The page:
Many of my clients cannot tolerate gluten or yeast, so it has been my quest for some time to find a simple homemade gluten-free, yeast-free bread alternative. After doing a Google search, I came across this buckwheat bread recipe and made it myself. It tasted fine, but was on the dry side. Also, the bread was dense. I did the math, and a very small slice was ~130 calories, which may be appropriate for someone with high-calorie needs like an athlete or growing child/teen, but I wanted an alternative that was more moist and not quite as calorie-dense, so I embarked on a recipe experiment. Instead of adding 1/4 cup (4 Tablespoons) of olive oil that the original recipe called for, I cut back to 1 Tablespoon oil and replaced the other remaining 3 Tablespoons oil with canned pumpkin in one loaf and unsweetened applesauce in the other loaf. I was pleasantly surprised, and am excited to share my concoction with you!
Sometimes it's difficult to get in enough vegetables, especially if you live a fast-paced lifestyle and always seem to be on the go. There's no denying that most vegetables aren't portable-friendly, green veggies in particular. However, there is an easy way to "get your green on" without having to sit down with a fork and knife and eat a salad or a plate of kale!
Whole food smoothies are an excellent way to meet your veggie quota so you can get in enough antioxidants, vitamins, minerals, fiber, and water easily - no utensils required! In honor of St. Patty's Day, I crafted a delicious green smoothie concoction just for you so you can drink and be merry without the alcohol (beer, wine, and spirits are detrimental to good gut health). Each recipe provides 2 servings of veggies, but a bonus is that it doesn't taste like V8 juice. It naturally has a pleasant sweet/tart flavor and is very refreshing!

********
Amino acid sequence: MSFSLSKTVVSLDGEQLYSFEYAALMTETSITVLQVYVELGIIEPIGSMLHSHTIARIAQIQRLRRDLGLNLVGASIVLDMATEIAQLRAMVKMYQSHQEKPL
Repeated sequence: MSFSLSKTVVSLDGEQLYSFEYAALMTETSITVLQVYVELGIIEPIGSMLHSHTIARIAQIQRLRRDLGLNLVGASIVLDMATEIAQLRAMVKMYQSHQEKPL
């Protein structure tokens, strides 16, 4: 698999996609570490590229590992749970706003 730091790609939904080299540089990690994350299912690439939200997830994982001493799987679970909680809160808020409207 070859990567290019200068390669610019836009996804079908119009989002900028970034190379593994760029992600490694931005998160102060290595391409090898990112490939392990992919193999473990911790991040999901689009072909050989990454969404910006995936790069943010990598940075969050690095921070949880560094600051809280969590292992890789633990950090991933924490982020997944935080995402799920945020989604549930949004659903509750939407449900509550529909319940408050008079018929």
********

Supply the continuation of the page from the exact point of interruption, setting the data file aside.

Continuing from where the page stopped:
By now, you've probably read many articles on gut microflora and understand how important it is to your overall health - including immunity, digestion, mood, and even your ability to absorb key nutrients from the food you eat! Before I delve into the "meat" of this blog post, I first want to explain a bit of background information, so you can better understand how your gut microflora impacts you on an everyday basis.
Trillions of bacteria and other microorganisms live inside of and on the surface of your body. The most concentrated area in your body that houses these microscopic creatures is your colon, or large intestine. Some of these microorganisms promote health and actively protect you against pathogens that lead to illness. These beneficial critters are known as probiotics, which literally means "for life". An overarching goal with digestive health is to have more health-promoting probiotics and fewer pathogenic microorganisms, including parasites, overgrowth of Candida (a yeast), E. coli, and other harmful bacteria.
The goal of this series is to consider different food-related culprits to IBS symptoms, not to create food fear and food restriction. Before undergoing dietary changes, please work with a nutrition professional to ensure you are meeting your body’s nutritional needs in a healthy manner.
In my last post, I talked about how eating too much protein can lead to GI issues. Well, there's another reason why high-protein diets can cause stomach distress: insufficient carbohydrate and fiber intake. Quite often, high-protein diets emphasize carbohydrate restriction, which naturally makes it difficult to meet fiber needs, since fiber is from carbohydrates.
I am a credentialed Registered Dietitian Nutritionist, Certified Intuitive Eating Counselor, Jesus lover, and I am passionate about helping people achieve a healthy, balanced body, mind, and spirit! In my spare time, I enjoy running, walking/playing with my two hound dogs, experimenting in the kitchen, spending time with God, and being with my husband and friends!